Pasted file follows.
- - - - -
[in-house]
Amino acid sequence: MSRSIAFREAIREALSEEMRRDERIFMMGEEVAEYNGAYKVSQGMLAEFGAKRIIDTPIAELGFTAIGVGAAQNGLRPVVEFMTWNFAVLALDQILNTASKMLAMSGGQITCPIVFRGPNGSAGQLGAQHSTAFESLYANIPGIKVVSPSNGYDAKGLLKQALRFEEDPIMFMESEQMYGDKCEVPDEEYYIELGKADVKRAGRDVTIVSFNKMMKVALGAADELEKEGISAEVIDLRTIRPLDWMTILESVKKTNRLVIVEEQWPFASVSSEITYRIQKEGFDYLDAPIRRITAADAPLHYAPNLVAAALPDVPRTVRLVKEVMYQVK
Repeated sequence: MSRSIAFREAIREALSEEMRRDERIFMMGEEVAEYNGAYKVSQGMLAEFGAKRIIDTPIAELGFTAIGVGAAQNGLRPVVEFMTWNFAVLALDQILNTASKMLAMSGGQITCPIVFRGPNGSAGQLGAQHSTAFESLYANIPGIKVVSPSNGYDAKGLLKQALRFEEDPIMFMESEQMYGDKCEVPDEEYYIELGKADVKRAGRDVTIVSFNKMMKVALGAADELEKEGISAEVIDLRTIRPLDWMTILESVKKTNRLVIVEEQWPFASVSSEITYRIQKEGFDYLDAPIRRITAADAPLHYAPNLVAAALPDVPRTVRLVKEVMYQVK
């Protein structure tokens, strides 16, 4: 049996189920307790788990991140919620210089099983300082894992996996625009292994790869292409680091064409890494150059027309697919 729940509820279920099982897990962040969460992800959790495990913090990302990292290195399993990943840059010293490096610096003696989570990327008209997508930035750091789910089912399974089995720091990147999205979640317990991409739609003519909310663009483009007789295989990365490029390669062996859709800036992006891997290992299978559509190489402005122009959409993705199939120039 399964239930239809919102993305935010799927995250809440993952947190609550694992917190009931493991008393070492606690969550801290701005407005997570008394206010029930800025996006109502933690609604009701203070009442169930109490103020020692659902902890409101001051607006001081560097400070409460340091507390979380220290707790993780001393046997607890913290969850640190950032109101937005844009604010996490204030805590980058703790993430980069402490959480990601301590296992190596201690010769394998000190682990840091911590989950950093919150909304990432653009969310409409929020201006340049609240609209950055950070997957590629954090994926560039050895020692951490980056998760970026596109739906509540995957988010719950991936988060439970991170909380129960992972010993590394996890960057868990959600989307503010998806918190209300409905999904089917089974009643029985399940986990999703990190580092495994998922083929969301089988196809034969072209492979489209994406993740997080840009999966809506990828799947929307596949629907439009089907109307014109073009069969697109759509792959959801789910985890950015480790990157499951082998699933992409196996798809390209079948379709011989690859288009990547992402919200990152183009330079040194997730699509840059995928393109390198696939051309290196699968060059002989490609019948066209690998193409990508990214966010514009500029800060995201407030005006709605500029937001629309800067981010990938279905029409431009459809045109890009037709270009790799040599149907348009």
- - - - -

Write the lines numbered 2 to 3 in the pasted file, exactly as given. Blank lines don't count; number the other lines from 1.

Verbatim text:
Amino acid sequence: MSRSIAFREAIREALSEEMRRDERIFMMGEEVAEYNGAYKVSQGMLAEFGAKRIIDTPIAELGFTAIGVGAAQNGLRPVVEFMTWNFAVLALDQILNTASKMLAMSGGQITCPIVFRGPNGSAGQLGAQHSTAFESLYANIPGIKVVSPSNGYDAKGLLKQALRFEEDPIMFMESEQMYGDKCEVPDEEYYIELGKADVKRAGRDVTIVSFNKMMKVALGAADELEKEGISAEVIDLRTIRPLDWMTILESVKKTNRLVIVEEQWPFASVSSEITYRIQKEGFDYLDAPIRRITAADAPLHYAPNLVAAALPDVPRTVRLVKEVMYQVK
Repeated sequence: MSRSIAFREAIREALSEEMRRDERIFMMGEEVAEYNGAYKVSQGMLAEFGAKRIIDTPIAELGFTAIGVGAAQNGLRPVVEFMTWNFAVLALDQILNTASKMLAMSGGQITCPIVFRGPNGSAGQLGAQHSTAFESLYANIPGIKVVSPSNGYDAKGLLKQALRFEEDPIMFMESEQMYGDKCEVPDEEYYIELGKADVKRAGRDVTIVSFNKMMKVALGAADELEKEGISAEVIDLRTIRPLDWMTILESVKKTNRLVIVEEQWPFASVSSEITYRIQKEGFDYLDAPIRRITAADAPLHYAPNLVAAALPDVPRTVRLVKEVMYQVK